giorgio morandi – still life abstracts

Giorgio Morandi Zwirner

Natura morta (Still Life), 1952 | Oil on canvas | 16 1/8 x 19 5/16 inches (41 x 49 cm) | Private Collection | © 2015 Artists Rights Society (ARS), New York/SIAE, Rome

Giorgio Morandi (1890-1964) painted some of my favorite and most stunning still life compositions of the 20th century. For an artist who never travelled outside of Europe, and rarely strayed far from his hometown of Bologna, Morandi’s art now has an important international following. This includes all the major world art museums and important private collectors including the White House, courtesy of President Barack Obama. His paintings are deceptively simple and yet incredibly atmospheric at the same time. I was recently ecstatic to see Morandi given a show in New York at David Zwirner Gallery in Chelsea, the first since the MET’s show in 2008.

 

Giorgio Morandi Zwirner

Natura morta (Still Life), 1946 | Oil on canvas | 14 15/16 x 18 1/8 inches (37.9 x 46 cm) | Framed: 19 5/8 x 22 9/16 x 1 5/8 inches (49.8 x 57.3 x 4.1 cm) | Private Collection | © 2015 Artists Rights Society (ARS), New York/SIAE, Rome

As an artist, Giorgio Morandi is very repetitive in his work – much like his compatriot Lucio Fontana – and you either love or hate his art. Morandi’s career as an artist began in the years leading up to the First World War and the works of the great artists working in Paris like Cezanne and Picasso clearly had an influence on him. In 1915 he joined the Italian army, but suffered a breakdown and was discharged.   During the 1920s and the rise of Fascism in Italy, Morandi managed to keep his distance from politics, an easy task since his still life’s and occasional landscapes are devoid of any political meaning.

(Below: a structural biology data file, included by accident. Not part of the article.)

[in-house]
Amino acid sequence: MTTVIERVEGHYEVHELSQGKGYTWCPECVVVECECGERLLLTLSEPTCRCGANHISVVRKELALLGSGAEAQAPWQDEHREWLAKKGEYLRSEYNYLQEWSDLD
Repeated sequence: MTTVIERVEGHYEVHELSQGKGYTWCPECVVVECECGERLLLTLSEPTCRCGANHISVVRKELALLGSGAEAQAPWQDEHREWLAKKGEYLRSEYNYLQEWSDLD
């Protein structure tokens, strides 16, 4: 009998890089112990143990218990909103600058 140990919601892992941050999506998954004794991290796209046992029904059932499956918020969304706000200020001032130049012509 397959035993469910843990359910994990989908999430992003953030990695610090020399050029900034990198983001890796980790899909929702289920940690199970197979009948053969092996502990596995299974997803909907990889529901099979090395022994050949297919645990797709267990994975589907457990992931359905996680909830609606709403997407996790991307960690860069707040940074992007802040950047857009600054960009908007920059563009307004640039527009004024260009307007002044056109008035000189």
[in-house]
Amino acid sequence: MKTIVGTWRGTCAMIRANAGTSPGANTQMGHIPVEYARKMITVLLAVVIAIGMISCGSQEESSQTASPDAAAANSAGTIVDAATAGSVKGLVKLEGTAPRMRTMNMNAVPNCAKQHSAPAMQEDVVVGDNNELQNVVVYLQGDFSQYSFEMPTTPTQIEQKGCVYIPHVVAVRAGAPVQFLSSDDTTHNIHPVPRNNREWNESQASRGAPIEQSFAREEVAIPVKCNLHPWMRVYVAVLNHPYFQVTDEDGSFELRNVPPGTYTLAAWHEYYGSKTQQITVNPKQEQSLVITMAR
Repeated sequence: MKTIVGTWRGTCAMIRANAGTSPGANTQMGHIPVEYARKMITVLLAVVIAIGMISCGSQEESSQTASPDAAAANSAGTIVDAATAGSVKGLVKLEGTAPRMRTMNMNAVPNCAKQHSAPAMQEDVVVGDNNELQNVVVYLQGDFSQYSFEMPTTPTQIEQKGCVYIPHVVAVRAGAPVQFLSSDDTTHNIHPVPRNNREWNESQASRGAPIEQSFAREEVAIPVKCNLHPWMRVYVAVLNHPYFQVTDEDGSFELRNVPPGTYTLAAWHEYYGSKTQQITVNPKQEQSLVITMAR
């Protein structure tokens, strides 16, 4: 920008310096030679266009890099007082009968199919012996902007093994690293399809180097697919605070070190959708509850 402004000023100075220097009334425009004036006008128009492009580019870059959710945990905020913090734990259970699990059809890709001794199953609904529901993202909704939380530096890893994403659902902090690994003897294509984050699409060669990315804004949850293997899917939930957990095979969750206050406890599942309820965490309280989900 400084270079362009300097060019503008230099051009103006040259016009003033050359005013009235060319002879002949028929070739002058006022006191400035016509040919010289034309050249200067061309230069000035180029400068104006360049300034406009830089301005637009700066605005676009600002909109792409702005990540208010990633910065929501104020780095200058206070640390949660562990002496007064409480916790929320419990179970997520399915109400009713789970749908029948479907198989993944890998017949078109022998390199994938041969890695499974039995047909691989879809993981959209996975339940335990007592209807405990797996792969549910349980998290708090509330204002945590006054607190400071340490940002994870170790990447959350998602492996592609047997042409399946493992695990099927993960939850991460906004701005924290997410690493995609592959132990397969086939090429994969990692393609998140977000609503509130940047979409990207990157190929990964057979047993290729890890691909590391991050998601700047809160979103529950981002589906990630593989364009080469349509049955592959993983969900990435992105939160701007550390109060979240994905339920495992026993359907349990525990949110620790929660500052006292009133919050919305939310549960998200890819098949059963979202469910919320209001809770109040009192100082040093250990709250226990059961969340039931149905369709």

Giorgio Morandi Zwirner

Giorgio Morandi | Natura morta (Still Life), 1959 | Oil on canvas 10 1/16 x 11 7/8 inches (25.5 x 30.2 cm) | Framed: 13 13/16 x 15 3/4 x 1 11/16 inches (35.1 x 40 x 4.3 cm) | © 2015 Artists Rights Society (ARS), New York/SIAE, Rome

The last chapter of his career – roughly from 1948 to 1964 – were Morandi’s most prolific years with over half of his 1350 paintings dating to this period.   All the work featured here is from this time. In this phase Morandi worked almost exclusively in series using subtle gradations of color and tone to rework familiar compositions of vases and bottles. Hung together in David Zwirner’s gallery, the viewer is given an incredible chance to see the progression of the artist’s work and style in this period.

 

Giorgio Morandi Zwirner_yellow

Natura morta (Still Life), 1954 | Oil on canvas | 12 15/16 x 15 13/16 inches (33 x 40.2 cm) | Framed: 16 11/16 x 19 11/16 x 1 11/16 inches (42.4 x 50 x 4.3 cm) | © 2015 Artists Rights Society (ARS), New York/SIAE, Rome

For collectors looking to buy serious art, Giorgio Morandi offers a good starting point since his paintings are attractive and simple rather than brash or “loud” as can be the case of modern or contemporary art. These are also very “livable” pieces with the largest work here still a manageable 16 x 20 inches. And unlike many of his contemporaries, Morandi’s still life’s fit seamlessly into both contemporary and traditional room schemes thanks to their subdued compositions and tones.

 

Giorgio Morandi Zwirner_ocre

Natura morta (Still Life), 1949 | Oil on canvas | 12 x 17 15/16 inches (30.5 x 45.5 cm) | 19 3/16 x 25 3/16 x 2 3/8 inches (48.7 x 63.9 x 6 cm) (framed) | © 2015 Artists Rights Society (ARS), New York/SIAE, Rome

Giorgio Morandi at David Zwirner, NYC, runs through Saturday 19 December 2015.

 

Richard Rabel is a New York Interior Designer and Principal at Richard Rabel: Interiors+ Art, a studio offering residential design, decorating and art advising.

image credits: Giorgio Morandi: as noted and with thanks to David Zwirner, New York.